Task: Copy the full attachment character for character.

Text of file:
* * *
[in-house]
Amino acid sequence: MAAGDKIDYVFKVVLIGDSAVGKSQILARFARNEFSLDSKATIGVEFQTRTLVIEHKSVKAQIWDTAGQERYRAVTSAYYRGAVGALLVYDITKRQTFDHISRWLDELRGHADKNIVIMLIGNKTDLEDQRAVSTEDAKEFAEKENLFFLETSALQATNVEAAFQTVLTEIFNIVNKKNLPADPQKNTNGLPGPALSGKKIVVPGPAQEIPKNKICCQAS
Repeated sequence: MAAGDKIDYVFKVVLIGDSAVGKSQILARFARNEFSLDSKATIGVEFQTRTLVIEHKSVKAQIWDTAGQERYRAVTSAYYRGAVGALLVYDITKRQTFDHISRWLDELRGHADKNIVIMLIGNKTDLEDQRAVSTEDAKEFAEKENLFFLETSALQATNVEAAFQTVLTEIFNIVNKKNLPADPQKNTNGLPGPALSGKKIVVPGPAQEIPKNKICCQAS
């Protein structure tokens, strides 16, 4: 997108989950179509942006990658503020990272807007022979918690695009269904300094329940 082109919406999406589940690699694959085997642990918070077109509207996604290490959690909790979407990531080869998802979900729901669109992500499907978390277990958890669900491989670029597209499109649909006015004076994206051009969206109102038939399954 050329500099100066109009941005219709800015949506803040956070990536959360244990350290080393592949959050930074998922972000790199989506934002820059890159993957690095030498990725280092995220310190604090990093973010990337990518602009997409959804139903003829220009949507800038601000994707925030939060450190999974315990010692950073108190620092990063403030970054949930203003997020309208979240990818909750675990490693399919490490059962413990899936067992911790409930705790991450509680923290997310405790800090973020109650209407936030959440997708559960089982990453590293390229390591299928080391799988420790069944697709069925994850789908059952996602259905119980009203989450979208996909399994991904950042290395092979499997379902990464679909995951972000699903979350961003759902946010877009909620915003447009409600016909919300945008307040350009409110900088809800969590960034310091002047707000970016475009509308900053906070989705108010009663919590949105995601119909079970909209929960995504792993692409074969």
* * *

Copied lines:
[in-house]
Amino acid sequence: MAAGDKIDYVFKVVLIGDSAVGKSQILARFARNEFSLDSKATIGVEFQTRTLVIEHKSVKAQIWDTAGQERYRAVTSAYYRGAVGALLVYDITKRQTFDHISRWLDELRGHADKNIVIMLIGNKTDLEDQRAVSTEDAKEFAEKENLFFLETSALQATNVEAAFQTVLTEIFNIVNKKNLPADPQKNTNGLPGPALSGKKIVVPGPAQEIPKNKICCQAS
Repeated sequence: MAAGDKIDYVFKVVLIGDSAVGKSQILARFARNEFSLDSKATIGVEFQTRTLVIEHKSVKAQIWDTAGQERYRAVTSAYYRGAVGALLVYDITKRQTFDHISRWLDELRGHADKNIVIMLIGNKTDLEDQRAVSTEDAKEFAEKENLFFLETSALQATNVEAAFQTVLTEIFNIVNKKNLPADPQKNTNGLPGPALSGKKIVVPGPAQEIPKNKICCQAS
């Protein structure tokens, strides 16, 4: 997108989950179509942006990658503020990272807007022979918690695009269904300094329940 082109919406999406589940690699694959085997642990918070077109509207996604290490959690909790979407990531080869998802979900729901669109992500499907978390277990958890669900491989670029597209499109649909006015004076994206051009969206109102038939399954 050329500099100066109009941005219709800015949506803040956070990536959360244990350290080393592949959050930074998922972000790199989506934002820059890159993957690095030498990725280092995220310190604090990093973010990337990518602009997409959804139903003829220009949507800038601000994707925030939060450190999974315990010692950073108190620092990063403030970054949930203003997020309208979240990818909750675990490693399919490490059962413990899936067992911790409930705790991450509680923290997310405790800090973020109650209407936030959440997708559960089982990453590293390229390591299928080391799988420790069944697709069925994850789908059952996602259905119980009203989450979208996909399994991904950042290395092979499997379902990464679909995951972000699903979350961003759902946010877009909620915003447009409600016909919300945008307040350009409110900088809800969590960034310091002047707000970016475009509308900053906070989705108010009663919590949105995601119909079970909209929960995504792993692409074969």